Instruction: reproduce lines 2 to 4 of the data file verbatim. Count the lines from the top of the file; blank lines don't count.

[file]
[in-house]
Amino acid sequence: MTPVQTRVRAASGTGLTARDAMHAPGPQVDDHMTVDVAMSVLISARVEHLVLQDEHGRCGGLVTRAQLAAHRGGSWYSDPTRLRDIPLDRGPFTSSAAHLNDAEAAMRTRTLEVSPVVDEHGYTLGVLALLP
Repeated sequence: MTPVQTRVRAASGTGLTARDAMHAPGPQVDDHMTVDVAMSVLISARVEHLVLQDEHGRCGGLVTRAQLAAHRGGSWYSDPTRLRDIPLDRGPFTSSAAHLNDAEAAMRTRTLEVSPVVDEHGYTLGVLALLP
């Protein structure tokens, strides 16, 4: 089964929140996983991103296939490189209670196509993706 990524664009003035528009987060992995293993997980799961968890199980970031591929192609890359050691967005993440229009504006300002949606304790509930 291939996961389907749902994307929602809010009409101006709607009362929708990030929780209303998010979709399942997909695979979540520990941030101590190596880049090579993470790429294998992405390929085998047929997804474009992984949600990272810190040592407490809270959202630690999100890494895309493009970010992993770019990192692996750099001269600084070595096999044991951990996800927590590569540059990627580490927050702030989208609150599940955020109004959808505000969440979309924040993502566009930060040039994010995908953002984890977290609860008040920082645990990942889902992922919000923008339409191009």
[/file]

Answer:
Amino acid sequence: MTPVQTRVRAASGTGLTARDAMHAPGPQVDDHMTVDVAMSVLISARVEHLVLQDEHGRCGGLVTRAQLAAHRGGSWYSDPTRLRDIPLDRGPFTSSAAHLNDAEAAMRTRTLEVSPVVDEHGYTLGVLALLP
Repeated sequence: MTPVQTRVRAASGTGLTARDAMHAPGPQVDDHMTVDVAMSVLISARVEHLVLQDEHGRCGGLVTRAQLAAHRGGSWYSDPTRLRDIPLDRGPFTSSAAHLNDAEAAMRTRTLEVSPVVDEHGYTLGVLALLP
């Protein structure tokens, strides 16, 4: 089964929140996983991103296939490189209670196509993706 990524664009003035528009987060992995293993997980799961968890199980970031591929192609890359050691967005993440229009504006300002949606304790509930 291939996961389907749902994307929602809010009409101006709607009362929708990030929780209303998010979709399942997909695979979540520990941030101590190596880049090579993470790429294998992405390929085998047929997804474009992984949600990272810190040592407490809270959202630690999100890494895309493009970010992993770019990192692996750099001269600084070595096999044991951990996800927590590569540059990627580490927050702030989208609150599940955020109004959808505000969440979309924040993502566009930060040039994010995908953002984890977290609860008040920082645990990942889902992922919000923008339409191009």